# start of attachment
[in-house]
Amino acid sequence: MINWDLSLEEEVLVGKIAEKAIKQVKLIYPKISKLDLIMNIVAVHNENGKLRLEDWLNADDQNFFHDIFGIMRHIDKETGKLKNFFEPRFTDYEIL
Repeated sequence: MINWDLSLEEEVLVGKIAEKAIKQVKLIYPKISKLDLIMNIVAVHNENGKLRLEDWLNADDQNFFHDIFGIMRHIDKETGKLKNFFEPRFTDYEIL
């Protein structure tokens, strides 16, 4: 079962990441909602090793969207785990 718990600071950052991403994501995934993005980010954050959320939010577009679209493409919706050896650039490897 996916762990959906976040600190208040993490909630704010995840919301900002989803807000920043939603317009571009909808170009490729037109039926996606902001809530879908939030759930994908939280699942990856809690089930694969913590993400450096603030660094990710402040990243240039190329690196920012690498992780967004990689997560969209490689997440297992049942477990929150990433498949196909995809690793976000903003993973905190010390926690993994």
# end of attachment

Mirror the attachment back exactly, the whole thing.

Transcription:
[in-house]
Amino acid sequence: MINWDLSLEEEVLVGKIAEKAIKQVKLIYPKISKLDLIMNIVAVHNENGKLRLEDWLNADDQNFFHDIFGIMRHIDKETGKLKNFFEPRFTDYEIL
Repeated sequence: MINWDLSLEEEVLVGKIAEKAIKQVKLIYPKISKLDLIMNIVAVHNENGKLRLEDWLNADDQNFFHDIFGIMRHIDKETGKLKNFFEPRFTDYEIL
């Protein structure tokens, strides 16, 4: 079962990441909602090793969207785990 718990600071950052991403994501995934993005980010954050959320939010577009679209493409919706050896650039490897 996916762990959906976040600190208040993490909630704010995840919301900002989803807000920043939603317009571009909808170009490729037109039926996606902001809530879908939030759930994908939280699942990856809690089930694969913590993400450096603030660094990710402040990243240039190329690196920012690498992780967004990689997560969209490689997440297992049942477990929150990433498949196909995809690793976000903003993973905190010390926690993994």